BU Law community members can request items through the law library’s interlibrary loan (ILL) service, when a book, article or other item is not available through BU campus resources. Among other alternative sources, consider also the Boston Library Consortium (BLC). The BLC allows BU faculty, staff and graduate students to visit and borrow from 19 major research libraries (including Boston College and MIT) in the region. Note: It is necessary to obtain a BLC consortium card to borrow from BLC libraries.


U.S. v. Arizona

The United States Supreme Court will hear oral arguments in U.S. v. Arizona next Wednesday.  This case will examine whether federal law preempts provisions of Arizona’s controversial S.B. 1070, which among other things, allows law enforcement officers to question individuals about their immigration status after stopping them on reasonable suspicion of criminal conduct and having reasonable suspicion that the individual is an illegal alien.

For a summary of the case and comparison to last year’s Chamber of Commerce v. Whiting (albeit an interested view), see this post from the Heritage Network.

Want to learn more?  Check out:


Certification Classes in Cost Effective Legal Research

The library’s certification class in Cost-Effective Legal Research will be offered in 2 parts, this week and next.  Part 1, which focuses on legal research without searching, is scheduled for this week on Tuesday at 1pm and Thursday at 2:30pm.  Part 2, which will focus on low- and no-cost alternatives to Westlaw and LexisNexis, will be offered next week on Tuesday and Thursday at 1pm.  All classes are in room 334.  See you there!


Bar Prep Materials

Although the first words that come to mind upon hearing Bar Prep are probably BarBri, Kaplan, or Themis, you may be interested in some materials to supplement your bar review course.  I thought I would review some of the materials I have been using to prepare for the Massachusetts Bar while I’m waiting for my course to start next month:

MBE: Beginning Your Campaign to Pass the Bar Exam

  • Disclosure: I received a copy of this book from the publisher for free.  This book is intended to be used before starting a bar review course by individuals at risk of not passing.  It provides some practical advice and prioritizes the subjects tested, so you know which areas you must master (ex. negligence is one of the most heavily tested areas on the MBE).  It also provides examples of commonly missed questions so you know what kinds of pitfalls you should look out for.  The questions also provide you the opportunity to identify your topical strengths and weaknesses.  For someone like me, who will have a year between law school and the bar exam, this book was helpful to review the MBE areas and think about study strategy.  However, if you’re graduating in May and taking a review course for the July exam, you probably don’t need this book.

What Not to Write: Real Essays, Real Scores, Real Feedback

  • First: this book is Massachusetts-specific (but it is also available for New York and California).  The title is pretty self-explanatory; this book presents you with the question as it appeared on the exam, and then shows you an answer.  There is space for you to evaluate the answer before you read the authors’ evaluation of the essay.  The beginning of the book has the best answers that scored 7s, and it works its way down to the 1 answers.  Occasionally there will be an opportunity for you to create an outline and compare it with the test taker’s outline.  I found this book helpful because it shows that your essay does not have to be perfect to receive a perfect score.  It also beats basic rules of writing a bar exam essay, which differs slightly from a law school exam essay, into your head.  There is a copy of this book in the reserve area ( KFM 2476 .S53 2008), but I would recommend buying it so that you can make notes and issue spot in the margins (Please don’t write in the library’s copy!!) .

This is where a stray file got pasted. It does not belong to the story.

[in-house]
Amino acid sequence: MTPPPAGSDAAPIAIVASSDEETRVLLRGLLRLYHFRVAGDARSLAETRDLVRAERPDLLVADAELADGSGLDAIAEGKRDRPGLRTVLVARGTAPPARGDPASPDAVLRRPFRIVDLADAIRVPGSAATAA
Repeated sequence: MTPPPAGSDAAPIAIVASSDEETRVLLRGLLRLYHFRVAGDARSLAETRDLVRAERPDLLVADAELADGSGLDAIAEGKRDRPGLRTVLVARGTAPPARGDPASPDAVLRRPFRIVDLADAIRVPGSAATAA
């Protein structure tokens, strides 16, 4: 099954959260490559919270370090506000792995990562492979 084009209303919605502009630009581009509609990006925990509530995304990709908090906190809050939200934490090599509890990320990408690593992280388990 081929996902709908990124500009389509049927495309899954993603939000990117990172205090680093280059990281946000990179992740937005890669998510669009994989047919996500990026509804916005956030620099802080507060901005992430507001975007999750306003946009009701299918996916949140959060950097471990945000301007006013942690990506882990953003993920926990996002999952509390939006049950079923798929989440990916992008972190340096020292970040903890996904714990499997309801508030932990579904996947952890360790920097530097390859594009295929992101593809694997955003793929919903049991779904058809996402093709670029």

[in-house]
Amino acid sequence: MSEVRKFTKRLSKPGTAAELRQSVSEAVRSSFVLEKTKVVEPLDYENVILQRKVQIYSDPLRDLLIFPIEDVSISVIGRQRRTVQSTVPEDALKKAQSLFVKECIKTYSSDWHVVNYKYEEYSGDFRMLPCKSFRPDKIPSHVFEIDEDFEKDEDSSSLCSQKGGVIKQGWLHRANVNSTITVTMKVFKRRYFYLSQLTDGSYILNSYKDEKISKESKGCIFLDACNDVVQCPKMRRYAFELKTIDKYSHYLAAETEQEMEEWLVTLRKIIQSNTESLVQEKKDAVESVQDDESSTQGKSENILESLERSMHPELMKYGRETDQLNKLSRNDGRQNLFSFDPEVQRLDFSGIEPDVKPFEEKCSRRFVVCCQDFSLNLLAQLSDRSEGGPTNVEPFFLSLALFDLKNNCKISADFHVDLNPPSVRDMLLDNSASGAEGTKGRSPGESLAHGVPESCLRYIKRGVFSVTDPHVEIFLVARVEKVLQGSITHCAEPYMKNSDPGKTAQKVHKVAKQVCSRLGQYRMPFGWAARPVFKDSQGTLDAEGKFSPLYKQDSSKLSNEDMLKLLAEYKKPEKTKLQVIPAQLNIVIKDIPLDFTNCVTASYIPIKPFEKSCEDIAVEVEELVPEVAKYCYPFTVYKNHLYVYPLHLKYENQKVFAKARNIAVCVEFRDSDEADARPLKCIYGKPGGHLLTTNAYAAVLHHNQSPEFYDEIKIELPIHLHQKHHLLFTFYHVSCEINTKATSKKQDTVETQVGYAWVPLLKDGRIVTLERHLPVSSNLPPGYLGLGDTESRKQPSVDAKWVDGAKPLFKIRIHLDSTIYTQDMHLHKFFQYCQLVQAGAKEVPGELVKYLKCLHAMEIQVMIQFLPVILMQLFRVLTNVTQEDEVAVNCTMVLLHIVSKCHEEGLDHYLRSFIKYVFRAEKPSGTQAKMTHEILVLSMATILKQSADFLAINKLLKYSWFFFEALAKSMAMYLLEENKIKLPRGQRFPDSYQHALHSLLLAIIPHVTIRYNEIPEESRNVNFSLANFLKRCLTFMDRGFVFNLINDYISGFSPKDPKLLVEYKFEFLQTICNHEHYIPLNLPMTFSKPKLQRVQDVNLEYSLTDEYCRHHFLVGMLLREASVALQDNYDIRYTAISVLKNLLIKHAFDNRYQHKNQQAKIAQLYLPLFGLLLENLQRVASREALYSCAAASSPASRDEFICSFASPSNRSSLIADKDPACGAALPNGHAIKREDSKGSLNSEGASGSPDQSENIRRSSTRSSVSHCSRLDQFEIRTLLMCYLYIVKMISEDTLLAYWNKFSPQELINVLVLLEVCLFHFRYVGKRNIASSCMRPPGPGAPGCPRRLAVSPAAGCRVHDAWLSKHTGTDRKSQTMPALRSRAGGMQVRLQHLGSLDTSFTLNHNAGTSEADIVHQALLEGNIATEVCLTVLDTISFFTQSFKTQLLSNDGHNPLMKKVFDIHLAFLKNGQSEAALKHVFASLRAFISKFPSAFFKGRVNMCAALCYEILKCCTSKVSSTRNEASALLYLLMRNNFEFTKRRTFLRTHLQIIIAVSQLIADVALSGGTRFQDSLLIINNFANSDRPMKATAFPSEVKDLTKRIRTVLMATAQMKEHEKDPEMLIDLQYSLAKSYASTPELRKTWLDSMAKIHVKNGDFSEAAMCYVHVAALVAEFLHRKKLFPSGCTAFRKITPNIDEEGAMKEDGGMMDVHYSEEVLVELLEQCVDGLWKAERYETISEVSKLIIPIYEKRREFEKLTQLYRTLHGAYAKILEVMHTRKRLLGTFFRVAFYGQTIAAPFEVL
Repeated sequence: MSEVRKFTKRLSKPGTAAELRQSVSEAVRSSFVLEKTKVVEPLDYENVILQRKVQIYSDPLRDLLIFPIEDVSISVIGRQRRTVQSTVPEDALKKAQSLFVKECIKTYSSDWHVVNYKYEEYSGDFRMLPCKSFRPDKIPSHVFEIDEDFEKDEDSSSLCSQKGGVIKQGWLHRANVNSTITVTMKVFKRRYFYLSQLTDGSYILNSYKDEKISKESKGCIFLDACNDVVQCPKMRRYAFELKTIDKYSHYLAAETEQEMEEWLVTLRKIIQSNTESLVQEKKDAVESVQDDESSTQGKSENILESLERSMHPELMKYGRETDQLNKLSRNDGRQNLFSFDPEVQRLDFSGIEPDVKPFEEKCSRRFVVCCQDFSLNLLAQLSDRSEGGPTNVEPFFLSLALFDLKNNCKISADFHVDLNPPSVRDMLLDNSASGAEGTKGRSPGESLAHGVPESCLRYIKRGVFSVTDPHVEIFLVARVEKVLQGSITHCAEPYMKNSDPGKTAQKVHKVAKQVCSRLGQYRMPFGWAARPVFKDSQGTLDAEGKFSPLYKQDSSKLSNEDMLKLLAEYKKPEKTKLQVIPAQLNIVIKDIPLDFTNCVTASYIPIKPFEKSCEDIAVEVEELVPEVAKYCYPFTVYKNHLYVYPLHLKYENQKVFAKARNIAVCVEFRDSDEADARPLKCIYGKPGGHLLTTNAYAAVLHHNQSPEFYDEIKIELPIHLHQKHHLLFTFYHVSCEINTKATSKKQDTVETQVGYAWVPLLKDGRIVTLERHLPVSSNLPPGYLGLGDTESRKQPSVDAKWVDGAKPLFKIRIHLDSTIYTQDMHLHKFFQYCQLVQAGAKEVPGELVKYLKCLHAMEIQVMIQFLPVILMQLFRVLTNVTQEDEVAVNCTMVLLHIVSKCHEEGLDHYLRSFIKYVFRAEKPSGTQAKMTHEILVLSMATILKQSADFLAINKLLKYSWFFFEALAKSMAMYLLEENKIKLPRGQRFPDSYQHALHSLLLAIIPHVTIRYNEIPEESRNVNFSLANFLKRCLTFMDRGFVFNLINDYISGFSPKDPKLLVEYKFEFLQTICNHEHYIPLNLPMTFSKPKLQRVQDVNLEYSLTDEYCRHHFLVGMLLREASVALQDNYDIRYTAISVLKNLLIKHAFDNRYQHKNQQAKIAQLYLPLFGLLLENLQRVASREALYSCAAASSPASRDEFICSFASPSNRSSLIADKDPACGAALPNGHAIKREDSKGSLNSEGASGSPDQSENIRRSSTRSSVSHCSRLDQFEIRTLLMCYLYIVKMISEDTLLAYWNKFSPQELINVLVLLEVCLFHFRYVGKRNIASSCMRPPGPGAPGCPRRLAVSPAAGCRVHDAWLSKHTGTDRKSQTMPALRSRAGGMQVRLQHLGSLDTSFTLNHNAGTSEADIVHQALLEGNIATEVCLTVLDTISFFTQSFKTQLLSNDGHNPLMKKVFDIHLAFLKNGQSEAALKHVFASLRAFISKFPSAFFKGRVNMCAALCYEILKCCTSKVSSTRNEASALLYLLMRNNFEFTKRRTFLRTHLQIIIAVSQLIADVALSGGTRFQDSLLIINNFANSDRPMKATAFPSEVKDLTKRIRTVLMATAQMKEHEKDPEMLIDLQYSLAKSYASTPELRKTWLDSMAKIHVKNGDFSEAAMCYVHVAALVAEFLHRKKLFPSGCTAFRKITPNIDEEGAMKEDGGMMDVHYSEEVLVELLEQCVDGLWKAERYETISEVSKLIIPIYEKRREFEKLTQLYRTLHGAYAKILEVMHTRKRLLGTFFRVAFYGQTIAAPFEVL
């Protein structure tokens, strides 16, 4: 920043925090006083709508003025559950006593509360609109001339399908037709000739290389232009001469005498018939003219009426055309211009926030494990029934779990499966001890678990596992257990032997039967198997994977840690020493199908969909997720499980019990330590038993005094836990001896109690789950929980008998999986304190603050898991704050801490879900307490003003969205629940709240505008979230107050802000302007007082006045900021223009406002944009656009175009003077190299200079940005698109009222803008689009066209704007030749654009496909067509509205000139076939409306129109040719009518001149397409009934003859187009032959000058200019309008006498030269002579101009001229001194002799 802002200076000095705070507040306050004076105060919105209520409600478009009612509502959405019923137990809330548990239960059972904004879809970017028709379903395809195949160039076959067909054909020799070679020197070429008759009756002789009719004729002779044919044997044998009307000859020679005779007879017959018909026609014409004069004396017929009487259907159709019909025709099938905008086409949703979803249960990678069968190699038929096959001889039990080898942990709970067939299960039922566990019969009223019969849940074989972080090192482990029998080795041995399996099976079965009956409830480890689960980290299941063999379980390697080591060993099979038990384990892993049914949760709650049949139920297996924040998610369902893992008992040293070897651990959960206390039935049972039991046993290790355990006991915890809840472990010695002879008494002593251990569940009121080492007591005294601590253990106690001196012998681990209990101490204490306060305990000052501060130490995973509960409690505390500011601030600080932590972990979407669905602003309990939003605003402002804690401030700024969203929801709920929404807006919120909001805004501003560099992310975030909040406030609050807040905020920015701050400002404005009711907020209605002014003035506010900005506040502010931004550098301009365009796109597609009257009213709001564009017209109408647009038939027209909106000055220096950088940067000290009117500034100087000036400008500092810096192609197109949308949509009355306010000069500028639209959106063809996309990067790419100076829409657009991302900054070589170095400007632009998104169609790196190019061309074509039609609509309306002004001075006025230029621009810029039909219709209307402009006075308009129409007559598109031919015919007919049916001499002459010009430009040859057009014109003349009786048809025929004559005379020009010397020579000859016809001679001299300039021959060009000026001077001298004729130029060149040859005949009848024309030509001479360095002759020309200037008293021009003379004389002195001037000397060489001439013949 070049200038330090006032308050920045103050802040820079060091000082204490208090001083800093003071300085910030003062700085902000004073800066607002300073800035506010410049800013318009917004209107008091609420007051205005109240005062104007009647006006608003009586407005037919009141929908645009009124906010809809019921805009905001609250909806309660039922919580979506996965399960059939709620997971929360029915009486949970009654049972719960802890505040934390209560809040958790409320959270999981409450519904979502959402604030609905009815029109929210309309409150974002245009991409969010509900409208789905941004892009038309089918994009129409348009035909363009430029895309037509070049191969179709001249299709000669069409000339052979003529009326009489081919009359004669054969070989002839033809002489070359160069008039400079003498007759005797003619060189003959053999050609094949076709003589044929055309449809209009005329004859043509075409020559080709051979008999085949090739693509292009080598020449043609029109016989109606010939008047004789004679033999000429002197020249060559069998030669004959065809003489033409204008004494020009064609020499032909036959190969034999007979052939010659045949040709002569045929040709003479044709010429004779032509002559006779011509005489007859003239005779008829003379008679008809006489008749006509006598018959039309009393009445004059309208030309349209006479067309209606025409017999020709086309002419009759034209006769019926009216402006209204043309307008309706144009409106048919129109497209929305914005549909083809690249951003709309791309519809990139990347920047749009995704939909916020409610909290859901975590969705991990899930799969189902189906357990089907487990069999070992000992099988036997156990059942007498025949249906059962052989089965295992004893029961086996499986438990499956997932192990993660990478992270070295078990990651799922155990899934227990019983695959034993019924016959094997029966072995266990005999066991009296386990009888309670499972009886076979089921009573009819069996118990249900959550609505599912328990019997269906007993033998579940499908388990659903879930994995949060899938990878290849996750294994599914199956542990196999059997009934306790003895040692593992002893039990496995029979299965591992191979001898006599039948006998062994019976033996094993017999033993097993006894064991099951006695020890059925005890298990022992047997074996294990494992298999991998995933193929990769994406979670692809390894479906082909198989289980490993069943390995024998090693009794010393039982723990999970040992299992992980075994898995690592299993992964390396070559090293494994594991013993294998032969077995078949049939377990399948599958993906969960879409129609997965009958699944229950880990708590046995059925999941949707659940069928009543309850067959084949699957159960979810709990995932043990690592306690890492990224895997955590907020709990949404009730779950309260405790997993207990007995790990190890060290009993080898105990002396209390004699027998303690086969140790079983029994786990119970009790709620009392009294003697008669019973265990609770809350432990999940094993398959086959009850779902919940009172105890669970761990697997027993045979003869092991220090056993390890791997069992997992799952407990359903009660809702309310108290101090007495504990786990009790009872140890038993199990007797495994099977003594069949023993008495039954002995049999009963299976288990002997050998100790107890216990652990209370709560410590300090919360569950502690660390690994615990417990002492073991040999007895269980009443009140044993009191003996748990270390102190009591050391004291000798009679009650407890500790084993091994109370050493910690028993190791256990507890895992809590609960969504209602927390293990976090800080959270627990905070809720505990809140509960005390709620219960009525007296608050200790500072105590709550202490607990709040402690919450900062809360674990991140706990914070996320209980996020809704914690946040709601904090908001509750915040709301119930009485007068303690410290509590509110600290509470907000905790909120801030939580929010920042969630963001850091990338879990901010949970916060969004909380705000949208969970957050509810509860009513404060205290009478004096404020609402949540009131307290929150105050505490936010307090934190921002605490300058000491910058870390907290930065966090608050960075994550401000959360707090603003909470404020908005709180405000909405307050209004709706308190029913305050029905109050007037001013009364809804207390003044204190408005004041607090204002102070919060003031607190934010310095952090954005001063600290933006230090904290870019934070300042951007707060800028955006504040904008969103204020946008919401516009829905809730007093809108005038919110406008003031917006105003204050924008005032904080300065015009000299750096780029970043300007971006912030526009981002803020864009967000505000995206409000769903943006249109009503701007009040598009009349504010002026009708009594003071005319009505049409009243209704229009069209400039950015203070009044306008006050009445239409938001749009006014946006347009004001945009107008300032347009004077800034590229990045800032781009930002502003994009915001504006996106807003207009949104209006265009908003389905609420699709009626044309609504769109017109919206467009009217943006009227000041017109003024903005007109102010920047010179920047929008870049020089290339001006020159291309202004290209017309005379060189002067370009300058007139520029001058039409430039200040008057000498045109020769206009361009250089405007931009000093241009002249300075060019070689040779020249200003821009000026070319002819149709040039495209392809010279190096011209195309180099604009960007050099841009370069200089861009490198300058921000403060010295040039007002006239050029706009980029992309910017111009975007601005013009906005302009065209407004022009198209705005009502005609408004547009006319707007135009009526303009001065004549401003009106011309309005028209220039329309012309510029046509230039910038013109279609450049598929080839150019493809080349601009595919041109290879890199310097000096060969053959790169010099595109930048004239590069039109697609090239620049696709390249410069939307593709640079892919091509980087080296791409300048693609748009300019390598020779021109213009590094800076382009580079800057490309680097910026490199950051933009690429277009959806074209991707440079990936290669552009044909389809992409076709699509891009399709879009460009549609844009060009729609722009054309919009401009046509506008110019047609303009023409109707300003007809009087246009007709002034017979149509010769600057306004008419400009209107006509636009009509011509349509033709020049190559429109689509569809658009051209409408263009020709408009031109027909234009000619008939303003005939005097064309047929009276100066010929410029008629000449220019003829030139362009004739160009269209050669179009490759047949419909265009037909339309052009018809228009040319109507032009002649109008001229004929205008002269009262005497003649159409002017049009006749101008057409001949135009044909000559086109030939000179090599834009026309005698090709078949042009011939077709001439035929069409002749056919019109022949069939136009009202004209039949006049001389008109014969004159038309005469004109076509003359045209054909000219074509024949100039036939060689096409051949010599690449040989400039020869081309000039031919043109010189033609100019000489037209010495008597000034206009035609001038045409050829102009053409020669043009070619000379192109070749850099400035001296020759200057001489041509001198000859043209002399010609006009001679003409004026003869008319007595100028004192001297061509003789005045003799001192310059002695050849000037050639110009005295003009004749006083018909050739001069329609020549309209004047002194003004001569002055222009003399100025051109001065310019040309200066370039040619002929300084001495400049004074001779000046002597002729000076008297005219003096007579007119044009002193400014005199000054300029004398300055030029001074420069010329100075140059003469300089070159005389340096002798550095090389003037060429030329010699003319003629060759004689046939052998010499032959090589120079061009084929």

Emanuel Confidential for the MBE Audio Review

  • If you spend time commuting on the T, this is a way to do bar review during that time.  The entire recording is 2-3 hours and covers Constitutional Law, Contracts, Criminal Law, Criminal Procedure, Evidence, Real Property, and Torts.  I recommend listening to this in order, as opposed to shuffle, because some tracks are only a heading name, and then the corresponding description is a separate track.  This recording is only a basic MBE outline; it does not go into a lot of the exceptions that apply in particular areas.  There are also a few instances where the recording was not properly edited, but it’s not horrible.

Kaplan PMBR MBE Review Flashcards

  • I had quite a few friends who, although they were taking another bar course last summer, signed up for the Kaplan PMBR MBE Final Review Course as well for the extra MBE-related detail.  These flashcards provide that as well.  The answer side of each card provides the rule, examples where it does and doesn’t apply, and exam tips, which remind you about rules and/or exceptions that are related to the original concept.

Daily Reflections for Bar Exam Study: An Inspirational Companion for Law Students and Experienced Attorneys Taking the Bar

  • My mom bought me this book.  I haven’t read it yet, as it has only 40 reflections and I want to save the pep talks for closer to the exam (when I’ll need them!).  If you’re into a holistic experience, this might be a good book for you.

Passing the Bar

  • I actually have not played this game, but I have friends who really enjoyed it.  It adds competitive and social elements to bar prep, but basically it’s the same as using flashcards.

Good luck on the bar exam!